The picture above shows a little bit more detail. The “Coriolis Sense Fingers” in the drawing are little capacitors that sense the gap distance between their little parallel fingers as the “resonating mass” shifts left or right, according to the direction of rotation of the device. The tiny signal from these capacitors can be converted into a voltage that varies according to the rotation.
What the “sense capacitors” look like in the silicon design
The Sense Capacitors (via a scanning electron microscope)
The whole silicon design of the gyro
Getting into even more detail, the picture above shows “Comb-Drives”. These little guys are given an alternating positive and negative voltage, to force them to have a net positive or negative charge. The moving “Active Mass” has little fingers that fit in-between these Comb-Drive fingers. The active mass is alternately pushed away or pulled toward the stationary comb drive fingers, since its electric charge is either attracted to or repelled by the comb drive fingers as their voltage is switched between positive and negative.
Comb-drive actual silicon, via scanning electron microscope
The shot above is a close-up of the little silicon comb-drive fingers. They push and pull the “active mass” to keep it vibrating. The “active mass” is suspended on silicon beam “springs” to greatly increase the magnitude of its motion when it vibrates, which enhances the signals produced by the gyro.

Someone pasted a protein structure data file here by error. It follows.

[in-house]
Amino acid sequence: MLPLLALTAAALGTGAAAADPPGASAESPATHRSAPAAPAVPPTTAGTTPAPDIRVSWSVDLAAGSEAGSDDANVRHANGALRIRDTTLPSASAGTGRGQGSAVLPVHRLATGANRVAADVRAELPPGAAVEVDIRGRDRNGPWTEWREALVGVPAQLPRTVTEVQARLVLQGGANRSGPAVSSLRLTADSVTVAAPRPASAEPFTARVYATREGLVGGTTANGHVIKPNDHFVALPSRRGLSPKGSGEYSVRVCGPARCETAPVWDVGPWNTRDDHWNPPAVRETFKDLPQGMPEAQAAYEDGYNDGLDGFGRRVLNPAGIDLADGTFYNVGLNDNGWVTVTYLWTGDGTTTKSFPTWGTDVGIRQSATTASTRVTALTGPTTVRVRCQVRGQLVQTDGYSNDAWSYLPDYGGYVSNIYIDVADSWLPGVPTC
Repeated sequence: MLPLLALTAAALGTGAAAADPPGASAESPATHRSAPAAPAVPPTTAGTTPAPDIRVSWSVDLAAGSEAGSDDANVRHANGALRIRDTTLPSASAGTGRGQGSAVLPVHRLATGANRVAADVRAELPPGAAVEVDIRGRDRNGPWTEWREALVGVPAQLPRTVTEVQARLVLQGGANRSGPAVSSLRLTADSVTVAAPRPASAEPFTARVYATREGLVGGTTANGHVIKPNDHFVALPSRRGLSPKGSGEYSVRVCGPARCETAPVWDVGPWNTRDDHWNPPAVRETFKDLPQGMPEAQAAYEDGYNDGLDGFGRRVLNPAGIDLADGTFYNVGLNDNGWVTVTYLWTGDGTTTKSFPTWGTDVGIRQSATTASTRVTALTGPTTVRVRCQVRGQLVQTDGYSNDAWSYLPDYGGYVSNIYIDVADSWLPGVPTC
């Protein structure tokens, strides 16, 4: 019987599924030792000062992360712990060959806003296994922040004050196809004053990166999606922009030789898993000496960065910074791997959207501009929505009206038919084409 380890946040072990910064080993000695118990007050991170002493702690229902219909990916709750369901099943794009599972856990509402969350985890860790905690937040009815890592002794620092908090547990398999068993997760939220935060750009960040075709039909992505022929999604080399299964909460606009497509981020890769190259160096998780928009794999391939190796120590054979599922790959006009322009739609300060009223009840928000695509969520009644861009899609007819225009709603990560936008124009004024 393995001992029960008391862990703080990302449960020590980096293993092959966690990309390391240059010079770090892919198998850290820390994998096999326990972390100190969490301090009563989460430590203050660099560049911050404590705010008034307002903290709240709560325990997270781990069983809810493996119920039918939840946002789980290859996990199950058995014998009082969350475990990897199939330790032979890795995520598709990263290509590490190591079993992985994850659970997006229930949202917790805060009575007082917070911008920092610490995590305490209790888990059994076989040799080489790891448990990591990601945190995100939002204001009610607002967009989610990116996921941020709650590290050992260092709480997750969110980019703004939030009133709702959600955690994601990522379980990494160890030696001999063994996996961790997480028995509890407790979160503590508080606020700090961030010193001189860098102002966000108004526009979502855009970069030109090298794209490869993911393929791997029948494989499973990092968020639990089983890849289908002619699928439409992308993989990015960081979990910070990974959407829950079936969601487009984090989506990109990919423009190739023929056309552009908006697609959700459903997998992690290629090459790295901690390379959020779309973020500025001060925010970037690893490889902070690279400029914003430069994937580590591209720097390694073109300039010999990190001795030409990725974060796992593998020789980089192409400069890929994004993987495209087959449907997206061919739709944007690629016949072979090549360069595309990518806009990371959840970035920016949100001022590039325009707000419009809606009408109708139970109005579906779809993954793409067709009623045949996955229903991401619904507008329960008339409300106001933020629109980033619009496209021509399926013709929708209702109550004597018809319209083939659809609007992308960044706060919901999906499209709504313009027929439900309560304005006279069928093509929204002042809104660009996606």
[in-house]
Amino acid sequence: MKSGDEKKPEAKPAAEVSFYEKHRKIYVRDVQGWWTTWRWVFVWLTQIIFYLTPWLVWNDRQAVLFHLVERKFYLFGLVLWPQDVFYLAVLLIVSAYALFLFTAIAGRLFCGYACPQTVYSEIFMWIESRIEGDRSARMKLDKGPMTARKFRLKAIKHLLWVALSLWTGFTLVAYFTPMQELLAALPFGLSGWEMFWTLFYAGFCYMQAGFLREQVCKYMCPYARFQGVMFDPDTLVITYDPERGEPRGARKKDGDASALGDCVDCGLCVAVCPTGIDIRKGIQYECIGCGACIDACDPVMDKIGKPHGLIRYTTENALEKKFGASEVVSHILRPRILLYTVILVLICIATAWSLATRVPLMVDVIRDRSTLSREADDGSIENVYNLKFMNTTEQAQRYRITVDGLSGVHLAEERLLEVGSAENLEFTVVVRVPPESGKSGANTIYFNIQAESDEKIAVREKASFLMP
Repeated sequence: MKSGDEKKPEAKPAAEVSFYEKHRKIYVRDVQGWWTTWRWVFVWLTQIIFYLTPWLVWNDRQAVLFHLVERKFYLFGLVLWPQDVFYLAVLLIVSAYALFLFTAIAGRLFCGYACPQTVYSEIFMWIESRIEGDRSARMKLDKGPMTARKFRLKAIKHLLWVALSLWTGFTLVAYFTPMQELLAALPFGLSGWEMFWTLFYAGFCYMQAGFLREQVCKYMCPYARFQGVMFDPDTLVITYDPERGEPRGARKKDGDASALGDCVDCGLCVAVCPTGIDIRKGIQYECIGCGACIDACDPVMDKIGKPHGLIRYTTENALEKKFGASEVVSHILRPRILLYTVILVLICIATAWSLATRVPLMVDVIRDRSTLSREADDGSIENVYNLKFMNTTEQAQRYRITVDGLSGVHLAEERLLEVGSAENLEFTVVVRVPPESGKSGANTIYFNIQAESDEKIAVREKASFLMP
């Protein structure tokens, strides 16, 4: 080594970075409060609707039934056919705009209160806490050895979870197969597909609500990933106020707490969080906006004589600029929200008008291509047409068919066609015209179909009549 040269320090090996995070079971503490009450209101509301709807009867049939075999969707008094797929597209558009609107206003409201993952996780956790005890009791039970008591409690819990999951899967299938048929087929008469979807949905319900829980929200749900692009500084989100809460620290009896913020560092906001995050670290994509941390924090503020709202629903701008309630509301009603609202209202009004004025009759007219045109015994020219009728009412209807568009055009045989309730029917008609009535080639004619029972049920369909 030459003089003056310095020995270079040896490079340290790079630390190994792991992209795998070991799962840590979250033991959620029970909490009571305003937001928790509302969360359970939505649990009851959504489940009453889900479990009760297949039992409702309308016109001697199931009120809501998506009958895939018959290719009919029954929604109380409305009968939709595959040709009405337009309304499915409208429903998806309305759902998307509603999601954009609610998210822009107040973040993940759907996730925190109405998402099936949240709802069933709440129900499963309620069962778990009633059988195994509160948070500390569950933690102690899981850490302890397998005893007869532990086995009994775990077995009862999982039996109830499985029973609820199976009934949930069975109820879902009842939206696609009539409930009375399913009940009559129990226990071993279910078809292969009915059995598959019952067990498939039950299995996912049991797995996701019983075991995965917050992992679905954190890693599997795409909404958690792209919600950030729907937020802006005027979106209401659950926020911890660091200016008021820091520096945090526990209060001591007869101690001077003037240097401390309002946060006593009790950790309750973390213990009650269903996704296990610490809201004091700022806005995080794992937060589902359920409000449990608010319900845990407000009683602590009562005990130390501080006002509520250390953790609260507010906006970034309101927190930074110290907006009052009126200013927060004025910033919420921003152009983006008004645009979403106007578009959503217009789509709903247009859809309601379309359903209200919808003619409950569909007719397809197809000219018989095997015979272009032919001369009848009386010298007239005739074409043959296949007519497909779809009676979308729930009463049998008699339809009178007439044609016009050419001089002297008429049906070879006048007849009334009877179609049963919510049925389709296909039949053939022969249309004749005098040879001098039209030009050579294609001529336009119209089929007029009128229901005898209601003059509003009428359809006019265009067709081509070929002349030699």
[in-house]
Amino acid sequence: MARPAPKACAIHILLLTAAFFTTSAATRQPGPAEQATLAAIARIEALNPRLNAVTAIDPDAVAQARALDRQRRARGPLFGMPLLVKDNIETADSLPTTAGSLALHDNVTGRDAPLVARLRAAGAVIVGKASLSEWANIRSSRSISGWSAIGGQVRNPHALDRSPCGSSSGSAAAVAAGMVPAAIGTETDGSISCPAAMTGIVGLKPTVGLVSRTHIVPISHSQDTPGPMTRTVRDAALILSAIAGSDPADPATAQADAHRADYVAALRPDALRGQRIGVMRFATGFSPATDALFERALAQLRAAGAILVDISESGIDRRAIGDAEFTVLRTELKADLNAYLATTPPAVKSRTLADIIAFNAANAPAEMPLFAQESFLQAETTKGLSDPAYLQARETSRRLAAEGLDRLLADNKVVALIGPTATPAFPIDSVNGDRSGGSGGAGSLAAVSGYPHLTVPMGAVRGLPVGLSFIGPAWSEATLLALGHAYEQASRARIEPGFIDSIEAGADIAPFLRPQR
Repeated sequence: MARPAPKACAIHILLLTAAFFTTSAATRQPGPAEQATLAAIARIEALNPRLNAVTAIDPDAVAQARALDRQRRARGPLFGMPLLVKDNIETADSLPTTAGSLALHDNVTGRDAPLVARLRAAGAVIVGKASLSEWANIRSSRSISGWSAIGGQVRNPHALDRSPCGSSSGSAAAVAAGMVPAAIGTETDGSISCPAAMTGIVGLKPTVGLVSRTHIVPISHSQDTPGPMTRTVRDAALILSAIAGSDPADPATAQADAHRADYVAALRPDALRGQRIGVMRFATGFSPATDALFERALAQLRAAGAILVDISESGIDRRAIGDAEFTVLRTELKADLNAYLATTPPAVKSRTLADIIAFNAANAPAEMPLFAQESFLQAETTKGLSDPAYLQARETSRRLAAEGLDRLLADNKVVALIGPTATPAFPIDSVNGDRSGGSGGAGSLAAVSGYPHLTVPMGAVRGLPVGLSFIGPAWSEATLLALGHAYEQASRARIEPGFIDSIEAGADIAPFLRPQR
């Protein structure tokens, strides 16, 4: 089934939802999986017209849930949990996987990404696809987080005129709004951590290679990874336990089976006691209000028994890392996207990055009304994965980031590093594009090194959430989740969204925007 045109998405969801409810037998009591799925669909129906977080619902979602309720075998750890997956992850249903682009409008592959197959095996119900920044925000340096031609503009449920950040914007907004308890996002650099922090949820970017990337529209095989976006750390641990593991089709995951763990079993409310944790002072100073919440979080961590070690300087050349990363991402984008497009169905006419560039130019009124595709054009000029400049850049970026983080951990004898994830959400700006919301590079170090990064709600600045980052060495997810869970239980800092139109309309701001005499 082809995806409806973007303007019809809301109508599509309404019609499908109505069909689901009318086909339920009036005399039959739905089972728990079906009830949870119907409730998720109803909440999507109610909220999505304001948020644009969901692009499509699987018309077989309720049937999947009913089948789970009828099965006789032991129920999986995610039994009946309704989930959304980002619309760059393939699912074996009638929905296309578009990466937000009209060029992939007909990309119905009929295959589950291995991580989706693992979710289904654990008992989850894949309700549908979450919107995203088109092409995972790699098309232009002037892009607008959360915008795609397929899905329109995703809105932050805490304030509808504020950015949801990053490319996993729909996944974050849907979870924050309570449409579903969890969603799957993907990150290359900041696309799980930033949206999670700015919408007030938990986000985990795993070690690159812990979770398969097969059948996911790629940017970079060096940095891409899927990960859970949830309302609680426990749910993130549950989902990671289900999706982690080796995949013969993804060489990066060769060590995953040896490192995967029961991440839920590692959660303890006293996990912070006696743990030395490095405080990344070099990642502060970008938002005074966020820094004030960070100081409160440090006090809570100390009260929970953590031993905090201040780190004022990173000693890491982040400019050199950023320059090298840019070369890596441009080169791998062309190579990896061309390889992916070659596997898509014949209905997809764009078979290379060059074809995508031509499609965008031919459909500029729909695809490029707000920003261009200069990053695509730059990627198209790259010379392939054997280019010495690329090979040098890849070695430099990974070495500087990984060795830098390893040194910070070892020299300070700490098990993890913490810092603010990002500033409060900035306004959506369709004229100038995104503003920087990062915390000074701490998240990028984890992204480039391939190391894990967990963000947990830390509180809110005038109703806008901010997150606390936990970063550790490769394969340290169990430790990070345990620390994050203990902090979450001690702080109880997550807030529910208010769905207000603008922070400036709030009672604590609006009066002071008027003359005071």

The whole gyro needs to keep the “active mass” vibrating back and forth in its “drive direction”. The mass will get a sideways vibration (the sense direction) when the device (lens) is rotated, due to that Coriolis Effect. When a sideways vibration happens, that’s when those “sense capacitors” mentioned earlier produce a signal to indicate the device is rotating, and in which direction it’s rotating. The signal coming from the gyro is typically a low current, which is converted into a digital count that is proportional to the rotation rate.
These little gyros are so small that even air becomes a problem. When they’re manufactured, they have to install them into a package that maintains a vacuum.
How small is that gyro, anyway? Small.
The lens optical stabilization unit needs a separate little gyro to sense rotation about each axis being controlled (e.g. yaw and pitch). Once the stabilization unit gets the gyro signals to indicate that the lens is rotating, then its microcomputer commands little actuators to move the compensating lens group in the stabilization unit to counteract that rotation.
There are other kinds of gyro designs that are much more complicated than the “simple” one I have described. In fact, they can get mind-numbingly complex. Better-quality vibratory gyros are actually able to detect rotation rates of less than 10 degrees per hour. If that isn’t enough to bring tears to your eyes, I don’t know what will. You also probably have MEMS gyros in your smartphone.
The next time you complain about having to spend extra money for a lens that has optical stabilization, just think about the technology that goes into it. And try to imagine the brilliance of the people that invented it.
By the way, in-lens stabilization is generally preferred over in-camera stabilization. With a DSLR, lens-based stabilization lets you see a steadier viewfinder image and it makes it easier for your camera to focus on a non-moving target. One downside, however, is that the moving stabilization optics can make for slightly worse bokeh.
A big thanks to Canon, Analog Devices, Inc. et al. for the visuals used in this article. I don’t yet have my own scanning electron microscope.